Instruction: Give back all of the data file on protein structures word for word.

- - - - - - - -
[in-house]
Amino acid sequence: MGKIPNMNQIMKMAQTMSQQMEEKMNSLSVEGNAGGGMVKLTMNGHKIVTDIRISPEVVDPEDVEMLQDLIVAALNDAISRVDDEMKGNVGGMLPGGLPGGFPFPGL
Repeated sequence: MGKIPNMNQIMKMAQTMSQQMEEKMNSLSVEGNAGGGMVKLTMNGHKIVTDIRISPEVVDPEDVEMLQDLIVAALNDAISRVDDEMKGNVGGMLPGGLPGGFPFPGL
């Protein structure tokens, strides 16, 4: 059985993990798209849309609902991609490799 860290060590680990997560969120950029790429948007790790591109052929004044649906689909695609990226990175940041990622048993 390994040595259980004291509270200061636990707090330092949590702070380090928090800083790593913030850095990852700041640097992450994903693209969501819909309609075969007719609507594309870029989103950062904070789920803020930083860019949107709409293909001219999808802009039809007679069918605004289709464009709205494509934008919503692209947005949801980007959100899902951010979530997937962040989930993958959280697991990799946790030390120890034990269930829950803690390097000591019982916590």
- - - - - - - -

[in-house]
Amino acid sequence: MGKIPNMNQIMKMAQTMSQQMEEKMNSLSVEGNAGGGMVKLTMNGHKIVTDIRISPEVVDPEDVEMLQDLIVAALNDAISRVDDEMKGNVGGMLPGGLPGGFPFPGL
Repeated sequence: MGKIPNMNQIMKMAQTMSQQMEEKMNSLSVEGNAGGGMVKLTMNGHKIVTDIRISPEVVDPEDVEMLQDLIVAALNDAISRVDDEMKGNVGGMLPGGLPGGFPFPGL
């Protein structure tokens, strides 16, 4: 059985993990798209849309609902991609490799 860290060590680990997560969120950029790429948007790790591109052929004044649906689909695609990226990175940041990622048993 390994040595259980004291509270200061636990707090330092949590702070380090928090800083790593913030850095990852700041640097992450994903693209969501819909309609075969007719609507594309870029989103950062904070789920803020930083860019949107709409293909001219999808802009039809007679069918605004289709464009709205494509934008919503692209947005949801980007959100899902951010979530997937962040989930993958959280697991990799946790030390120890034990269930829950803690390097000591019982916590």